Practicality and boot space
Based on the GLA crossover rather than A-Class hatchback, the EQA does have a decent does of practicality. Though being based on a petrol-powered car, it’s compromised in some areas as an EV, namely a higher floor than is ideal. It’ll impact on the comfort of taller passengers in the rear seats, especially anyone perched in the middle of the rear seat bench. But it’s otherwise a decent place to be, looking like a GLA given liberal application of rose gold trim, which Mercedes has made the hallmark of its electric car. The EQA also has ambient lighting which goes beyond the usual LED strips. The entire console above the glove compartment glows like a Christmas grotto. The boot space has been compromised a little too, although it’s still bigger than an average family hatch in there.
Naturally there are screens galore inside the EQA and just about all functions are controlled via MBUX – the choice of voice, gesture or touchpad commands to do everything from switching radio station to adjusting the temperature of the climate control up or down. It’s activated with the phrase ‘Hey Mercedes,’ which is perhaps a little corny, and works even with natural phrases like ‘I’m a bit hot’ to crank up the air con. Just expect a few teething problems getting it to understand you if you’ve a regional twang or dialect, as many people in the UK surely do.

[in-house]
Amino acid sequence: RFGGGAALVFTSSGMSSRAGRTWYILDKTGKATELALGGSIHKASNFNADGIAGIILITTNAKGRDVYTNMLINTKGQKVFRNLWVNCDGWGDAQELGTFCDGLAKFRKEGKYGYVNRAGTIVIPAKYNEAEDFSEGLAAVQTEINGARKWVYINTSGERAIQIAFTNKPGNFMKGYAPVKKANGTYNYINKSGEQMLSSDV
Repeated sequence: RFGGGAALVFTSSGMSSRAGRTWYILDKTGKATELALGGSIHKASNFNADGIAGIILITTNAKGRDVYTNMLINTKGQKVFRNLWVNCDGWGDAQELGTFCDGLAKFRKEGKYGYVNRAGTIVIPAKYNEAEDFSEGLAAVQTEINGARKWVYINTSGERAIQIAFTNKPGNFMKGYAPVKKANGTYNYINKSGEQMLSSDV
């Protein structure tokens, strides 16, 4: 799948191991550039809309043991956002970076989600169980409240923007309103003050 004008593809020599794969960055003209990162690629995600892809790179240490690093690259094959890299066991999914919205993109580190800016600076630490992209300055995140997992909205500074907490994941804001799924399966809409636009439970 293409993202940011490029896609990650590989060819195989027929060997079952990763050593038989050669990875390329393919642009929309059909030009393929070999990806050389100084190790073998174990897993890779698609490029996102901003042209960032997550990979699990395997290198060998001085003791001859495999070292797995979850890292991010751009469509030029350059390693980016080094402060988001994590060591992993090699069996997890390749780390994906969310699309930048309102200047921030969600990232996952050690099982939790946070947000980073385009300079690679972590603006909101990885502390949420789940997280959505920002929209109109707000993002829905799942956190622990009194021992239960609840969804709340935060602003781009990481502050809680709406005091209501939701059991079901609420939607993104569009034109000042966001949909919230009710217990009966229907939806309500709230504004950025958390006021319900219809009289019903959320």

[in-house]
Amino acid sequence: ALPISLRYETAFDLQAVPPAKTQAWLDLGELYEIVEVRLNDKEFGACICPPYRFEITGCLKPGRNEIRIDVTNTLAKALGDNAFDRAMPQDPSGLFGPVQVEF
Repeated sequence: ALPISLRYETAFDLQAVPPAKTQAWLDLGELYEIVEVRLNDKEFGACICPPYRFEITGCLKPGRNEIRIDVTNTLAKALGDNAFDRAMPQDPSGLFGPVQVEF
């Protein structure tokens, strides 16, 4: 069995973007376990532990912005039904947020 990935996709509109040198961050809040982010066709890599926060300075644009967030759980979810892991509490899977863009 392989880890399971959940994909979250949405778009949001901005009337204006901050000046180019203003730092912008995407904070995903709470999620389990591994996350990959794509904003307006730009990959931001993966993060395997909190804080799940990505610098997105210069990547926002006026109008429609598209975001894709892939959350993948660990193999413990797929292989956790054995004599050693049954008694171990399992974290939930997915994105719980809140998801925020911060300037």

However, in-built artificial intelligence is designed to learn your habits and so should make controlling things much easier after a few months of ownership, when the car’s brain has – somewhat spookily – learned how warm you typically like the cabin and what you listen to most. Hopefully it doesn’t judge your musical tastes too harshly.
The Mercedes-Benz EQA gets the full five stars from Euro NCAP, and comes tantalisingly close to a perfect score for adult occupant protection, at 97 per cent. It loses a few points for the lane keep functions of its safety assist systems, and it’s perhaps a minor shame that some of these only come as part of an optional, £1,495 ‘Driving Assistance Package’ which groups together active cruise control, blind-spot assist, steering assist and active lane
keeping. It’s a small cost on top of a reasonably pricey premium EV, but that perhaps makes it more disappointing that Mercedes didn’t throw it all into the deal in the first place.